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Comb Guide for Brood box frames


In assembling my new complete Flow Hive I see there are some strips of wood called “Comb Guides” that are designed to fit into the top slot of the frames that go into the brood box. I use/plan to use plastic foundation in my brood box. Obviously, with this Comb Guide inserted into the slot, my plastic foundation won’t fit. Do I just leave that out…or am I missing something here?



If you have plastic foundation, leave out the comb guides. They are for foundationless comb. You may want to consider putting support bins through the end bars of the frame to hold your foundation in place, especially if you are new to handling frames.


Yes the comb guides are for starting foundationless frames. So you will just leave them off as you said, and install your foundation as normal.


Thanks…no pins needed. It’s my 5th year of BK…but I used to use the
pins when I was using wax foundation. Now I’ve gone to plastic. I had never seen
the set up for foundationless comb before, so that sort of threw me. We
don’t use that much where I’m from.


Its (foundationless beekeeping, that is) a-coming!!! :smile: Glad you don’t need the pins - I use them occasionally in colored plastic (same colors as queen years) to remind me of how old frames are. White this year, right? :wink:


California (but further south, only my umpteenth year of beekeeping… lol)


OK. Here in the USA we tend to use frame foundations with wax-covered plastic as a starter so I had no idea about foundationless when I followed the early version of the instructions and glued in a comb guide into the top of each frame. I realized my mistake when I tried to put in the wax-covered plastic foundation but thought it would all work out and tacked the foundations into the frame and started my hive. Since then I have had problems with empty frames on one side of the hive and breached combs on the other. I am not sure what to do now. Start over in mid-spring by replacing the frames with correct foundations of foundationless? If so then do I insert the new frames into the brood box then shake the queen and her workers off to begin anew mid-season? Seems traumatic and I’m worried they will swarm for more hospitable grounds. Or do I tough it out and let what happens happen until next spring then start replacing a few frames at a time? (Shame is all of this could have been avoided if the early version of construction instructions had noted eliminating the comb guide for the option of many in the USA who would be using the plastic/wax foundations. I understand this has since been corrected.) Any suggestions?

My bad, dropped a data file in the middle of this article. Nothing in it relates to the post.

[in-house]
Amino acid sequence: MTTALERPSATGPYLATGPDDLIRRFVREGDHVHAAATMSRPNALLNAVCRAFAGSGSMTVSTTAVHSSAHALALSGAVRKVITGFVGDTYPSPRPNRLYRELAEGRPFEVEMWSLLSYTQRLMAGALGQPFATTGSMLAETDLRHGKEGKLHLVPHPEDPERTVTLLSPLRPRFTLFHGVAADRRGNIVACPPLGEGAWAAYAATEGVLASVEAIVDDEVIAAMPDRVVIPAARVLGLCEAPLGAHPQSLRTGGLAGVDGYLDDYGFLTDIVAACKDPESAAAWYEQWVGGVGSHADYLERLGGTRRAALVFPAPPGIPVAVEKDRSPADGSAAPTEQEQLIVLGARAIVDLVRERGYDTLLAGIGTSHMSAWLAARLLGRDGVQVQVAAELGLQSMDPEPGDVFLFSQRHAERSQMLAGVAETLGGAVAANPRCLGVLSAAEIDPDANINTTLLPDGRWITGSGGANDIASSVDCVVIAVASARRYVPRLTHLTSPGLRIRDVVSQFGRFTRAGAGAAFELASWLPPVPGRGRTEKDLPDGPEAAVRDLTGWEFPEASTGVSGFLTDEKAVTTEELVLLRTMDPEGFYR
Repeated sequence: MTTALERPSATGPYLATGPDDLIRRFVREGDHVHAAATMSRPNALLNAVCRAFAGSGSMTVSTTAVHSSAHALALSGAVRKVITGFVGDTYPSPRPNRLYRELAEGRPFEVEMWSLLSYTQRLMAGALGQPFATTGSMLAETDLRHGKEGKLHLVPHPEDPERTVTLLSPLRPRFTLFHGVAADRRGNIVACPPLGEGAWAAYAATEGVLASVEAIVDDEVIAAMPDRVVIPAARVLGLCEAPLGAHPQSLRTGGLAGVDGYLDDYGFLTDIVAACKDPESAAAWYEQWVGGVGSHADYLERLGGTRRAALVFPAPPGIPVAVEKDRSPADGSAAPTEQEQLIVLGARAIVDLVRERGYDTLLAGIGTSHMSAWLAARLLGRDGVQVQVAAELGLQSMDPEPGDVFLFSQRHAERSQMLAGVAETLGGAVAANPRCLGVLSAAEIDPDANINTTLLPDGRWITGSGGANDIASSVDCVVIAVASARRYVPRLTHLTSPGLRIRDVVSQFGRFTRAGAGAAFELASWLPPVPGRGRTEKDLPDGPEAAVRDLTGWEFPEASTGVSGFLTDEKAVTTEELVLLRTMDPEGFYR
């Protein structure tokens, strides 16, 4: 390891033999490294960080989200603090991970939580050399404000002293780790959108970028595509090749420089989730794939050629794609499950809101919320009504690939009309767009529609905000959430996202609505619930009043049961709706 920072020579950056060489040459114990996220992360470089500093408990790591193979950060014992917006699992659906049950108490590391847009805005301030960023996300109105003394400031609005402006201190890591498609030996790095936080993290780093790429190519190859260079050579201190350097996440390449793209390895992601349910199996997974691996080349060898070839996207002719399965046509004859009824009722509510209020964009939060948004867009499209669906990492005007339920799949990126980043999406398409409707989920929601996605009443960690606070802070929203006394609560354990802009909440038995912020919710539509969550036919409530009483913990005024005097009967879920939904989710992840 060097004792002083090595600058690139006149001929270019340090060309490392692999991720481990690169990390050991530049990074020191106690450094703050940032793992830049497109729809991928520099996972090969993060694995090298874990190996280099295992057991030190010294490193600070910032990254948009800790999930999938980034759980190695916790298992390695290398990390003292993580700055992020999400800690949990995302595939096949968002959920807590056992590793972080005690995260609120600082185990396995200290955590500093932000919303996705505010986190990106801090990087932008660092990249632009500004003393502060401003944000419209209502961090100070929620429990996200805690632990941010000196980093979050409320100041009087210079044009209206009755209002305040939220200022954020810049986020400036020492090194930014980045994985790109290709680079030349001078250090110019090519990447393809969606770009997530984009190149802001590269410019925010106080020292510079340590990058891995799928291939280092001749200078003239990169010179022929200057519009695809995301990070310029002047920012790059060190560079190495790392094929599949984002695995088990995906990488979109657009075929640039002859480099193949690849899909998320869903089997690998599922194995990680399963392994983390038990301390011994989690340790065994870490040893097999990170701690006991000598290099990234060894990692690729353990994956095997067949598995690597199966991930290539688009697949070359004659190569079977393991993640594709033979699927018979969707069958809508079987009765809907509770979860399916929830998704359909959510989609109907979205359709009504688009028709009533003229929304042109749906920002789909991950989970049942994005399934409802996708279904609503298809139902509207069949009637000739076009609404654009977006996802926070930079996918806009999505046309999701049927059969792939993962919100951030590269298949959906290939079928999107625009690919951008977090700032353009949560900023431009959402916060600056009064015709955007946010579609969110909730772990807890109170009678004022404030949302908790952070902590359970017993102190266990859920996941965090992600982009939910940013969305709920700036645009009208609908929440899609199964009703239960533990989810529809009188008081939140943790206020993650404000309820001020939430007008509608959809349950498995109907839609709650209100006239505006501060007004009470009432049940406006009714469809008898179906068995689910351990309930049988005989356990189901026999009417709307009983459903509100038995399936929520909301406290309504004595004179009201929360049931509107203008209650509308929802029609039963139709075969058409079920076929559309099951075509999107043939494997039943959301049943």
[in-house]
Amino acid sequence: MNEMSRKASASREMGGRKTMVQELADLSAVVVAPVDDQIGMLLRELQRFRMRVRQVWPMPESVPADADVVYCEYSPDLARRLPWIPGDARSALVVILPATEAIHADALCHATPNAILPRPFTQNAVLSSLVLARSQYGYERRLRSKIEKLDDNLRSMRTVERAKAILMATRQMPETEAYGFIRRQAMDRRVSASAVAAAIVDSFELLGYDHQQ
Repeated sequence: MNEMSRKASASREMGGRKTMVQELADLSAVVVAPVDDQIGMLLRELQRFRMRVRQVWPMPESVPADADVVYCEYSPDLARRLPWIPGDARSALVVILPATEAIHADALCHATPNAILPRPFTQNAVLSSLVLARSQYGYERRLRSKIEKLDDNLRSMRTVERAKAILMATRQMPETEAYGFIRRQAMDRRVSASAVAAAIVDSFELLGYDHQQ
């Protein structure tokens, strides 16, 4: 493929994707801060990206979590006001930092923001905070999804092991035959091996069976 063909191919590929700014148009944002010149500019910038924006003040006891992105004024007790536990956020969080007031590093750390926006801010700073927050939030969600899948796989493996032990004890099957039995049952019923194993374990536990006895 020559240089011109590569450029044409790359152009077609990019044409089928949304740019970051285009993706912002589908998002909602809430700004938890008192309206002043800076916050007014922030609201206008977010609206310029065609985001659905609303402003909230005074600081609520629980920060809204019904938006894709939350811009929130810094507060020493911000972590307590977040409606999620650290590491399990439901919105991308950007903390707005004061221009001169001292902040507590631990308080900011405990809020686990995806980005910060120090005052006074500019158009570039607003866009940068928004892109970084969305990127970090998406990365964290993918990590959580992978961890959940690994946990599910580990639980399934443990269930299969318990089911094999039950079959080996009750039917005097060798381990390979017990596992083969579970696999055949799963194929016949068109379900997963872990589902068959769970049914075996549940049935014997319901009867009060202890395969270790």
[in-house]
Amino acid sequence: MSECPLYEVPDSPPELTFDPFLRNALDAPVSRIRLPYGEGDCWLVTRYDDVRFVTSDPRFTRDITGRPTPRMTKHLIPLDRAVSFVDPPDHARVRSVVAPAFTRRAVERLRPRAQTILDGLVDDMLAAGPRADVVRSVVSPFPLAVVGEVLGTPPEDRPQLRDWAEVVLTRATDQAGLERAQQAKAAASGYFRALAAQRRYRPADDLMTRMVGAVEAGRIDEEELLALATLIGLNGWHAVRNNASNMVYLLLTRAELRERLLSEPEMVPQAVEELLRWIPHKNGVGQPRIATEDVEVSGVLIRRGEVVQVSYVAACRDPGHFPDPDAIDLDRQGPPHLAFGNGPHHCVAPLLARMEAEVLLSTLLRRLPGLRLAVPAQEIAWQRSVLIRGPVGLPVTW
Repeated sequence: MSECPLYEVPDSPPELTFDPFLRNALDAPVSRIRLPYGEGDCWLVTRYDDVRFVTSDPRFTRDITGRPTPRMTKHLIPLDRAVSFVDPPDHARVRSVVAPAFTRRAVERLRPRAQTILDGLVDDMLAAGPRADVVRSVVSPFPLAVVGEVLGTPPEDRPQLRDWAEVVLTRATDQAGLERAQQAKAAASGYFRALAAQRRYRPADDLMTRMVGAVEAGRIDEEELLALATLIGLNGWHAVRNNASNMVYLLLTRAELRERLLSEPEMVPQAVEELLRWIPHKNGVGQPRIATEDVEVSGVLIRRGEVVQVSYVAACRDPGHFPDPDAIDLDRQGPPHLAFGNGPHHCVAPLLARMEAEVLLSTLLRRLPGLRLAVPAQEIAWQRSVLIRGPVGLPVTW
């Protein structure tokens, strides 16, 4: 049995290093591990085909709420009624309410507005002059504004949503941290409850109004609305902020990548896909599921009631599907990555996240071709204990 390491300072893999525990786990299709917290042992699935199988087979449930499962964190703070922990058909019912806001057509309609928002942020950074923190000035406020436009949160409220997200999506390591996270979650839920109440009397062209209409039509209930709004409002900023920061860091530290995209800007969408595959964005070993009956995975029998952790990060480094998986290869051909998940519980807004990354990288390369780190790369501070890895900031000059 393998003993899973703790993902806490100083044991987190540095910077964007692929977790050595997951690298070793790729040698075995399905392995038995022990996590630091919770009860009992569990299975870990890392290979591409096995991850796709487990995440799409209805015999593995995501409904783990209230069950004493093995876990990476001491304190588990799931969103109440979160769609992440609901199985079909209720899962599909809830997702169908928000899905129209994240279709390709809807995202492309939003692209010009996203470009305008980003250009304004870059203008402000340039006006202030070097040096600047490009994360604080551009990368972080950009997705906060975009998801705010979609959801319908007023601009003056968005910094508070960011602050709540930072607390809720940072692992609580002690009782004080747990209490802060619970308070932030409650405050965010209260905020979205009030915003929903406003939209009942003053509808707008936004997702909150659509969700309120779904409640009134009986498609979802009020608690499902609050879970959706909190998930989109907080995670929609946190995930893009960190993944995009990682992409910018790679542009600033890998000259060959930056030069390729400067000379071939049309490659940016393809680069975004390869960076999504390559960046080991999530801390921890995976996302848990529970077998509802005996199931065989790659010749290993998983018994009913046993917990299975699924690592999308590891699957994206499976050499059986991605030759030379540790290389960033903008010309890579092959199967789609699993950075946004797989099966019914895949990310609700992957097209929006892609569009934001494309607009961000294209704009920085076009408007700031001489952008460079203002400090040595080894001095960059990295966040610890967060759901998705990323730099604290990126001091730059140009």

Not quite sure what you are talking about. I keep bees in the US, and although I do have some wax-coated plastic foundation, I use mainly wired wax or wax starter strips. What is a “breached comb”?

I don’t think either of those options sounds quite right, but until I understand clearly what your problem is, it is going to be hard to advise. You should be able to do something to improve the situation this year, or even this week, if you have spare equipment. However, every situation is a little different, and until we have a proper diagnosis, we can’t discuss the treatment. :wink:

Willing to help whenever you can give a bit more info. Thank you!


I just read that the frames should be pushed tightly together to eliminate burr combing. True? If so then my problem may be too much space between frames.



Thanks for being there! Just sent a photo. If the problem is too much space between frames can I just crush the extra space and let them fix it or do I need to scrape the excess comb and have them start over?

Thanks again! Guy


True. Nice photo. You made your own diagnosis. I guess you are are talking about “bridging comb” - “breached comb” was an autocorrect snafu probably! :wink:

I would remove the worst (don’t crush it, scrape or cut it off with a knife or hive tool) of the bridging comb, then put the frames shoulder-to-shoulder. If you don’t do that, it will never get better because they will use the creative comb as a guide to build more of the same.

My hives seem to have more bridging comb with plastic foundation than wax, especially if the spacing is not right. I think that is because the bees don’t really like plastic, and while they will use it, if there is enough space, they prefer to build their own creative comb with no plastic. I would suggest a follower board like this one at one end of the box to discourage creative comb up against the hive wall, because when you push the frames snug together, you will have a big gap at the side.

I wish you and your bees all the best. Please keep us updated, and ask any more questions if you want to! :slight_smile:


Great! Thanks so much for the guidance. Will stay in touch on this forum.

Best regards. Guy



Has good info on bee space.